Canadian vegan cheese producer Rawesome has won a four-year-long court battle against the City of Montreal over its right to the use the word “cheese” on its product labels, reports CTV News. On Monday, Superior Court Justice Gregory Moore overturned a prior court ruling that found Rawesome guilty of violating federal food regulations and had required the business to pay up to $2,000 in fines.
“This is a huge victory, actually, for vegan cheese. And I think that justice was rendered“
According Rawsome’s lawyers, the case could be a legal turning point for Canada, and they are currently seeking a broader constitutional argument that exempts some vegan cheese producers from federal food and drug regulations.
The legal case began in 2018 when the City of Montreal sued Rawesome, which sells a line of cashew-based cream cheeses, for allegedly violating an article of the Regulations Respecting Food and Drugs, which specifices the composition of cream cheese in Canada. According to the plaintiffs, the prosecution was based on “provincial and federal standards delegated to the City of Montreal.” In October 2021, a municipal court sided with the city and ordered Rawesome to pay between $1,500 and $2,000 in fines.
The company appealed the ruling, and gained legal counsel from Canadian animal advocacy law group Animal Justice. This week, Superior Court Justice Gregory Moore ruled in Rawesome’s flavor, finding federal regulations to do not apply to the brand’s products, as the rules are only intended to describe dairy products, and Rawesome’s cheese is clearly labeled “non-dairy”.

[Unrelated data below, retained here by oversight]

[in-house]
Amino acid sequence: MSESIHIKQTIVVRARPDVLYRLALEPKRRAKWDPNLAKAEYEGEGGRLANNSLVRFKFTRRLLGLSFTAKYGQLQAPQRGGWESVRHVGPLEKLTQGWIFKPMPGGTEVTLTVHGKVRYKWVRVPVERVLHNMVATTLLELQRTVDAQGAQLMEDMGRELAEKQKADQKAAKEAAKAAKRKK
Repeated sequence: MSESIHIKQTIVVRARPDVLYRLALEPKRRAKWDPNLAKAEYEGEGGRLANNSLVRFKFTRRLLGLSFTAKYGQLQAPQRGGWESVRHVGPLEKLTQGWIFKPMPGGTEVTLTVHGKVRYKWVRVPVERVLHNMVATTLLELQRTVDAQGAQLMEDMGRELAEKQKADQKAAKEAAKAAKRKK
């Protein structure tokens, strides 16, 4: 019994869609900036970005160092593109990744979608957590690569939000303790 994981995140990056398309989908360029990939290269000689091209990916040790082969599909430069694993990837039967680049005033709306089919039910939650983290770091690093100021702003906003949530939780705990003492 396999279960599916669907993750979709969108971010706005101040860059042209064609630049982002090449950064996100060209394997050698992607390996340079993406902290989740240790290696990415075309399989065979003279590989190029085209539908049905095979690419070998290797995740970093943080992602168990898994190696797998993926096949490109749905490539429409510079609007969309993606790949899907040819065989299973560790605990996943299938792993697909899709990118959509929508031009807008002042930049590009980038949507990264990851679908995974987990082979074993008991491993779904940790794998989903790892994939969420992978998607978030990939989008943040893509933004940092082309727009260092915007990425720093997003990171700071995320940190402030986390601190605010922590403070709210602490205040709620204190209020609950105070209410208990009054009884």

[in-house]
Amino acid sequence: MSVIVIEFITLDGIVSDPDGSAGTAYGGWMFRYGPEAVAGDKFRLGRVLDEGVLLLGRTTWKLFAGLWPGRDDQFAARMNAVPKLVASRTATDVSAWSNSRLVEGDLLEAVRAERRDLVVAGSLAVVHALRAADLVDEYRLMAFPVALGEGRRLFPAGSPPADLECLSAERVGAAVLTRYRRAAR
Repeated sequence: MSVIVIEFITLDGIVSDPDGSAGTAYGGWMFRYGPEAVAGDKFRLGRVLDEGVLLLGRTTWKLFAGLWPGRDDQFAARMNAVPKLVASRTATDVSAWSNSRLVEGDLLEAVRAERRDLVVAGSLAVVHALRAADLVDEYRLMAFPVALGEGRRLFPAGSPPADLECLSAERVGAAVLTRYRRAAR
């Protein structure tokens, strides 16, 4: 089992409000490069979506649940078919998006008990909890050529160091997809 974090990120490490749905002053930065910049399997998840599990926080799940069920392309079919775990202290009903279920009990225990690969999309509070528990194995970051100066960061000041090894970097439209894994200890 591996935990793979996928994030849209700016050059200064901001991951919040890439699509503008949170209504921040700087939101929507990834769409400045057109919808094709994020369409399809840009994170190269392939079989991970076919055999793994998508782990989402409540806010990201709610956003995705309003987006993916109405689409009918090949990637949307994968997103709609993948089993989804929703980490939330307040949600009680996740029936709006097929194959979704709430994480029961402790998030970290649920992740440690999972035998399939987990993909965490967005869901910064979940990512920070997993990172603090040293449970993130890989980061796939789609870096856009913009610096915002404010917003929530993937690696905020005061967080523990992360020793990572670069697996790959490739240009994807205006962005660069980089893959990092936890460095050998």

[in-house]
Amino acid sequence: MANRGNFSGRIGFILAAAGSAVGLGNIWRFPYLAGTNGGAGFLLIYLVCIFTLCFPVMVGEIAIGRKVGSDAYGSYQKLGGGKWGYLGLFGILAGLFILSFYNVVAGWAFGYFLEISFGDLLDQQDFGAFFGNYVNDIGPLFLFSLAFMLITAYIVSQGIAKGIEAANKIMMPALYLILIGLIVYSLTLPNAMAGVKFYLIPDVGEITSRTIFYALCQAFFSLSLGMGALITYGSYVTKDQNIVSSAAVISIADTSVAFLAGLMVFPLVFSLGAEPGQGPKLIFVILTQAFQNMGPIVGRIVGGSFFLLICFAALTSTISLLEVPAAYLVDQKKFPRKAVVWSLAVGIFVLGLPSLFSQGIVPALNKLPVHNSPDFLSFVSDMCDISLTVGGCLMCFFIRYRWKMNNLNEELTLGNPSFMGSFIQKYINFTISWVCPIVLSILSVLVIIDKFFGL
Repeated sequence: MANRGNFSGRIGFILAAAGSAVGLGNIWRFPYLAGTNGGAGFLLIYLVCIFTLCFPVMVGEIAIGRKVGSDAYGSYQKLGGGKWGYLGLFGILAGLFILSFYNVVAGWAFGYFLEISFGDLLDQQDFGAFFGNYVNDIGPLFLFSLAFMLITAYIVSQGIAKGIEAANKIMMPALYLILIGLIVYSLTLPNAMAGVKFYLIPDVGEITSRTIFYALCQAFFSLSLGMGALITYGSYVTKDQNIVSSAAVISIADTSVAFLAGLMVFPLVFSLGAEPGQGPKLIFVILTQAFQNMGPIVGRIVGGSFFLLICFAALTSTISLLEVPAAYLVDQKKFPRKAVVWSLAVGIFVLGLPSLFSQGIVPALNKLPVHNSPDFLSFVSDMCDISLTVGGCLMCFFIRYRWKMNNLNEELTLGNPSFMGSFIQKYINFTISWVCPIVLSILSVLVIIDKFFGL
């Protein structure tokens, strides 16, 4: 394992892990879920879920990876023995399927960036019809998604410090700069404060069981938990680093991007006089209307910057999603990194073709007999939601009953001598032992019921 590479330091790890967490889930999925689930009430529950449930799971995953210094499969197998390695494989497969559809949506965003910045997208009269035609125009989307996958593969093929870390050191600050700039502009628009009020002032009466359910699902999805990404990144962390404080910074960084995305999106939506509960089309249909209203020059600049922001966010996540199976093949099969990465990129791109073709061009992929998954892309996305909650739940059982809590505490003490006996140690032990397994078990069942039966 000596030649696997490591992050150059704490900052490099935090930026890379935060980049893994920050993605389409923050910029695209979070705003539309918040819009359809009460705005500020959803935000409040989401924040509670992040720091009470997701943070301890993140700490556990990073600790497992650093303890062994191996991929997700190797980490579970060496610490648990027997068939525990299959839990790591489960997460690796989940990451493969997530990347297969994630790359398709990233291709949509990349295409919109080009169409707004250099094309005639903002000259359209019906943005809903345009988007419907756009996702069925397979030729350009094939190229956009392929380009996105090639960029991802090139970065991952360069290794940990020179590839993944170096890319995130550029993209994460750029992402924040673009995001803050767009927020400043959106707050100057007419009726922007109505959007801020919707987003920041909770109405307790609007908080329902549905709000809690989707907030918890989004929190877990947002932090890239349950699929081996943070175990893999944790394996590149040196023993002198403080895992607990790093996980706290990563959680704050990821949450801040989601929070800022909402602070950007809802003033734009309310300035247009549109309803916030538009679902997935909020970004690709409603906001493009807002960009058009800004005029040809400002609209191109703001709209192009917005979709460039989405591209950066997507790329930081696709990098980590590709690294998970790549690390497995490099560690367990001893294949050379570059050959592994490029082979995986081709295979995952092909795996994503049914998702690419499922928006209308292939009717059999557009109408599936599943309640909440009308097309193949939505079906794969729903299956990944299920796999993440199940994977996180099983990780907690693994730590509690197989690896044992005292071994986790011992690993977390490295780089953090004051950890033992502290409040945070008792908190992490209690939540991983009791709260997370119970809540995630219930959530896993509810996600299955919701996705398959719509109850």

Victor Belev, Rawesome’s president and founder, describes the victory as a “huge relief” but says he wants a formal apology from the city for targeting his business and wasting taxpayer funds.
“It was very surprising, especially since the City of Montreal has a mandate to support local businesses,” said Belev. “It was very surprising and disappointing to be sued by the City of Montreal. It was a big financial strain. Just that uncertainty that followed for the last four years. It was definitely not a good thing to be worrying about when you’re trying to grow a small business.”
“This is a decision that sets a precedent,” stated attorney Natalia Manole, who represented Rawesome in court. “[N]obody has a monopoly on the word cheese and as long as you’re extremely clear and precise with the fact that it’s non-dairy cheese, you are basically respecting the regulations.”
She added, “This is a huge victory, actually, for vegan cheese. And I think that justice was rendered.”